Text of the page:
Monday, June 10, 2013

Tiger Eyes, the movie

Judy Blume tells behind-the-scenes stories of making 'Tiger Eyes' into a movie

Judy Blume has been a best-selling author since the 1970s, but it wasn't until 2013 that a movie based on one of her novels was finally released. "Tiger Eyes," the movie based on Blume's 1981 book of the same title, tells a poignant coming-of-age story of high schooler Davey Wexler (played by Willa Holland), a sensitive teenager who is grieving over the sudden death of her father. Davey and her mother, Gwen Wexler (played by Amy Jo Johnson), and Davey's younger brother, Jason (played by Lucien Dale), move from New Jersey to New Mexico to start a new life.
Amy, what was your favorite part of filming “Tiger Eyes”?
Johnson: First of all, working with Judy Blume. Lawrence was amazing. It was awesome. This was my first time seeing [“Tiger Eyes”]. And also, I loved New Mexico, and I loved Santa Fe. It was such a treat to be there. It was a magical place.
Judy Blume: I have to tell a story. Amy Jo got to the set … and had never met any of us and had never met Willa, who played Davey. And there at the top of the mountain mesa canyon, way up high, 50-mile-an-hour winds blowing, the light is dying, it’s freezing and cold, and the rest of us are huddled around heaters. And they [Amy Jo Johnson and Willa Holland] had to play the last scene that you just saw them in, mother and daughter, coming together on a beautiful spring day, never having met.
Johnson: In, like, 15 minutes.
Judy Blume: Before the light was gone. Not only that, but that was the one day on the set when the money people were there. It was like, “Oh my God, if we don’t get this scene, we’re dead.” We only had three days to shoot all the scenes that happen in the canyon. And it was tough.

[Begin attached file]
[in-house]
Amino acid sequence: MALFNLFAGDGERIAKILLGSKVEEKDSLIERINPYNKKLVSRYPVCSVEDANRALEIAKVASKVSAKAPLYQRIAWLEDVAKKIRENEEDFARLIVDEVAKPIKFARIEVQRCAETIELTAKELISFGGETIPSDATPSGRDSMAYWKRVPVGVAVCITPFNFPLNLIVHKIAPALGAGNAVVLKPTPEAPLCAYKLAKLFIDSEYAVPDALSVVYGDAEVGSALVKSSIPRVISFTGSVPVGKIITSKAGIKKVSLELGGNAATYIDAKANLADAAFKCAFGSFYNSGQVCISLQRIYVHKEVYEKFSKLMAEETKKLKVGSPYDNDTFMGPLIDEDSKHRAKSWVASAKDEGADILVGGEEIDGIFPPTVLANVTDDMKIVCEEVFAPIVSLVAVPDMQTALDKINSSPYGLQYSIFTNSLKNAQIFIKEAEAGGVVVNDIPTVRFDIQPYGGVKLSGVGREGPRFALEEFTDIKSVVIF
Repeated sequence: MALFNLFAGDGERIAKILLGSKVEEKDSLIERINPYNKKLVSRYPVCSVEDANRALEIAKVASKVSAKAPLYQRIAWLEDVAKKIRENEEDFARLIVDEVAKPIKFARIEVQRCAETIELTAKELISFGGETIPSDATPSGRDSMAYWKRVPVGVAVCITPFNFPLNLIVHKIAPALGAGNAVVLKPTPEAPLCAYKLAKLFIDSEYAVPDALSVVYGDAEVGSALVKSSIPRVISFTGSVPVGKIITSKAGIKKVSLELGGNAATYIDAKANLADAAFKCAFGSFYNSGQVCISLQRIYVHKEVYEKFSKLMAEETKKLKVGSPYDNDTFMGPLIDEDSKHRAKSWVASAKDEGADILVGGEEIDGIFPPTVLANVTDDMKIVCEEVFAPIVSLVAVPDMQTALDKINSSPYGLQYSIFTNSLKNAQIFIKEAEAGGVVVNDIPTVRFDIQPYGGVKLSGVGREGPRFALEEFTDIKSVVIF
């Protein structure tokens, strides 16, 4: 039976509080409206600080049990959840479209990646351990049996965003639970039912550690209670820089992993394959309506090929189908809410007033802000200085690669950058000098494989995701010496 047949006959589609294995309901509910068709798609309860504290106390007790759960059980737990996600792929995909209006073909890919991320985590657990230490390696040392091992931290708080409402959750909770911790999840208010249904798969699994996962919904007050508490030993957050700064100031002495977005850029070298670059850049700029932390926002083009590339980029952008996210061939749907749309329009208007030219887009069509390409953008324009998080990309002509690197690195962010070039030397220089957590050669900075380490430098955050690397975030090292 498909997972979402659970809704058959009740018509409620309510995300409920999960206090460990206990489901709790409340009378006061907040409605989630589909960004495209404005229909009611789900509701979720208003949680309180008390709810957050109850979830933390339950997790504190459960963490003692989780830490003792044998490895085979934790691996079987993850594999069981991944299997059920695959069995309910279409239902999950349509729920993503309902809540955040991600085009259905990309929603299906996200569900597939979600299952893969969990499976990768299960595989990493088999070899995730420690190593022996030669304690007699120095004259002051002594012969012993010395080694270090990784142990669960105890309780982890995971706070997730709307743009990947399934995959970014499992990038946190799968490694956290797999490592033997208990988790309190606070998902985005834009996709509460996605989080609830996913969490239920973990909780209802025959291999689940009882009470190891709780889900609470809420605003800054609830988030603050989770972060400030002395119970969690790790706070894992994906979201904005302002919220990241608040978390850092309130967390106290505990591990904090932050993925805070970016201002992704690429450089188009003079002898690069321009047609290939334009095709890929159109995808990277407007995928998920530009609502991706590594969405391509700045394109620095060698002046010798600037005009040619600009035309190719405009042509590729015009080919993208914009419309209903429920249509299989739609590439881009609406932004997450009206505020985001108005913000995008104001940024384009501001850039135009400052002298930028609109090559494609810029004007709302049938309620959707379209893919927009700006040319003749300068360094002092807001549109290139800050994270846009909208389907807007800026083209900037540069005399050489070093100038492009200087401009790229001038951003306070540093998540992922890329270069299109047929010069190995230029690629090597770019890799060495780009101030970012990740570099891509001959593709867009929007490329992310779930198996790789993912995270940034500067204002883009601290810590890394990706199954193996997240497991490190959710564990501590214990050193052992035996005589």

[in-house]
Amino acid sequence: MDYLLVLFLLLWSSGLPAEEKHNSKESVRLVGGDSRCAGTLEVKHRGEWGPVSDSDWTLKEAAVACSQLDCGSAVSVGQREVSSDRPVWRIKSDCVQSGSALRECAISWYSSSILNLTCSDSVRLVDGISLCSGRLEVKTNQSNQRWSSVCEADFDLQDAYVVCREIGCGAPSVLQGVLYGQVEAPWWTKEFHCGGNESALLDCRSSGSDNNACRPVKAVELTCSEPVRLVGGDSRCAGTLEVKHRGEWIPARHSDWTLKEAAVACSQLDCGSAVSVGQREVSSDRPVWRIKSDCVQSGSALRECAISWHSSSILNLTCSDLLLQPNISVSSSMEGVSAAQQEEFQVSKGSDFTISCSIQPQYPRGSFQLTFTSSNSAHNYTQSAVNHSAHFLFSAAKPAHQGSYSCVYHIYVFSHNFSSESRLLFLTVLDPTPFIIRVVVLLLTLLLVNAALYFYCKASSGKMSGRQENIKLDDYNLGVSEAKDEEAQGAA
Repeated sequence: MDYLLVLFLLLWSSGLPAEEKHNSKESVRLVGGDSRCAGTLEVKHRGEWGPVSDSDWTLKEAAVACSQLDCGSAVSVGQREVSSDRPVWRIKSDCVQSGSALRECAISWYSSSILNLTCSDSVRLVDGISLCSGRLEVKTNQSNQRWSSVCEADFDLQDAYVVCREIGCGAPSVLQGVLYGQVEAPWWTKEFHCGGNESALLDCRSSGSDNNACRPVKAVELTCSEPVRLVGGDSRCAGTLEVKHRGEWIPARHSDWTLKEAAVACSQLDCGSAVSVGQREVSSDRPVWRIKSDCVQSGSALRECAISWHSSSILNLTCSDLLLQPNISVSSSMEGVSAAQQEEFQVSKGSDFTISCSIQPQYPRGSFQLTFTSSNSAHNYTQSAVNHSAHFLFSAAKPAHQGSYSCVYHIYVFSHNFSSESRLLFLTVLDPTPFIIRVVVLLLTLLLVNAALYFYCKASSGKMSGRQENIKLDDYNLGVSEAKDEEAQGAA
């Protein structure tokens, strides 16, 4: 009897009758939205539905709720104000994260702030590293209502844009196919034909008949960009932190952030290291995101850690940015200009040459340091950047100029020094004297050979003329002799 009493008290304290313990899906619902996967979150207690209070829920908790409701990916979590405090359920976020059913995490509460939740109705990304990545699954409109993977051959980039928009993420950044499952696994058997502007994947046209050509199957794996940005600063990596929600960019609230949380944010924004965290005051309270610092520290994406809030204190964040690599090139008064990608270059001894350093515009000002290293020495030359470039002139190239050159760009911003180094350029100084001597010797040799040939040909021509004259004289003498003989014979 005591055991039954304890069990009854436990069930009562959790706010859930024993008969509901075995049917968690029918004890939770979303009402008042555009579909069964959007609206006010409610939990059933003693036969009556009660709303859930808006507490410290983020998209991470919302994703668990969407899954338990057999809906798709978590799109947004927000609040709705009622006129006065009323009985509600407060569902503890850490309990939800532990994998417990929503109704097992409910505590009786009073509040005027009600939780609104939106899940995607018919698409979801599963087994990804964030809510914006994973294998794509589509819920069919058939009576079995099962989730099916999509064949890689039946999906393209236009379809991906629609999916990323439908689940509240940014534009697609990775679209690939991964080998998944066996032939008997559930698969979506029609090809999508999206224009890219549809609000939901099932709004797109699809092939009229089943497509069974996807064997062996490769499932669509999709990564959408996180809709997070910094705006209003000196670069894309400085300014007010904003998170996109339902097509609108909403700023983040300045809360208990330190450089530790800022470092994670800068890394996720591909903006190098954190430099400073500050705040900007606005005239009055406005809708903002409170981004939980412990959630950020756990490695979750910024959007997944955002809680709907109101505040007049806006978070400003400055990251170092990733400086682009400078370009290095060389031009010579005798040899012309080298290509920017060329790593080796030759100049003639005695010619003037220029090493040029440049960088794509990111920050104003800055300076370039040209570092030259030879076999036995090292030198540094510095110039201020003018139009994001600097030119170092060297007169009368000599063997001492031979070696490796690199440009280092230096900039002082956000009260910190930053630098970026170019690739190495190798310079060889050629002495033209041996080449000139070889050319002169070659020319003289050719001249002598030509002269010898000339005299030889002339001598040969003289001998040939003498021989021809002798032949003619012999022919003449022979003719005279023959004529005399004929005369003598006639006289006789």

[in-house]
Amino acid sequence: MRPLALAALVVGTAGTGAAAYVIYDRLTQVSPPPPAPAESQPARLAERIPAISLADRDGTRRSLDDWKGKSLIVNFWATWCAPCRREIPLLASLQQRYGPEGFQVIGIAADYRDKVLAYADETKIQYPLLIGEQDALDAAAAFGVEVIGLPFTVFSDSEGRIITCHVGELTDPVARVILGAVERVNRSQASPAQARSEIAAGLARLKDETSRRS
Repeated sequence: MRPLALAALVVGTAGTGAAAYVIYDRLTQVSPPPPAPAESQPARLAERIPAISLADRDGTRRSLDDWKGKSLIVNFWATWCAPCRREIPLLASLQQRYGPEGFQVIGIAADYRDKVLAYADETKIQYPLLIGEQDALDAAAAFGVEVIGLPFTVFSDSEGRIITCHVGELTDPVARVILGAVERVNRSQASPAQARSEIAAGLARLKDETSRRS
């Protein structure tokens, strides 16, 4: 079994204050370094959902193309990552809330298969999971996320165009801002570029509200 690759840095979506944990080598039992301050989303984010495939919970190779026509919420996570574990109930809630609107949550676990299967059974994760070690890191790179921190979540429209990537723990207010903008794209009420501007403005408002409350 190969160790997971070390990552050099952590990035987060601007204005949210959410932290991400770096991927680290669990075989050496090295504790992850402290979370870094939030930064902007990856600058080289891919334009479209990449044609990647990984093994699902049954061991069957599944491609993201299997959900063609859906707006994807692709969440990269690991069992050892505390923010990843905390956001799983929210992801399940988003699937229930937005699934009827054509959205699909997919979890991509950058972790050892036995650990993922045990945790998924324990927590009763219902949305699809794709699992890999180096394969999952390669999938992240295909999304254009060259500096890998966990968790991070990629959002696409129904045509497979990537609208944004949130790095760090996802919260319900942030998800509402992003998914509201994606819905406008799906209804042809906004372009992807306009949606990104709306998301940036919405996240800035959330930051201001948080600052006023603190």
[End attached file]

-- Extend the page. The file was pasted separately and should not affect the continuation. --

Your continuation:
Considering all the books that you’ve written, why did you choose “Tiger Eyes” when you got a chance to make one of your books into a movie?
Judy Blume: There was never any question. Larry and I had talked for years about making “Tiger Eyes.” I think it’s the most cinematic of all of my books. I think the beautiful landscape of New Mexico was an important character in the story.
We lived there. I lived there when I wrote the book. I didn’t know until I saw it finished how much feelings came from the loss of my own father and learning that what he would want most foe me is to go on and to enjoy life to the fullest.
Lawrence Blume: Well, I had read the book when Judy had finished it. I was 18 and going off to college … And it sort of knocked my socks off. I didn’t really know this at the time, but I was just very moved by it. It felt like a reflection of my own life because we were living in New Jersey, and then abruptly went to live in Los Alamos, N.M.
So the story of losing your place, your friends, everything, and going a new place and having to start again, I guess it resonated with me. And I thought, “Oh, I’m going to catch it as a movie someday.” And 30 years later, here we are,
What was it like to adapt the “Tiger Eyes” book into a screenplay?
Judy Blume: When we were talking about doing it, Larry said, “I want it to be as intimate as a first-person book, as one of your first-person books.” I write all these inner monologues because that’s what I like to write. And how do you do that in a movie? And we are very thankful that we have Willa Holland and that expressive face to help tell the story and save pages and pages of inner monologue.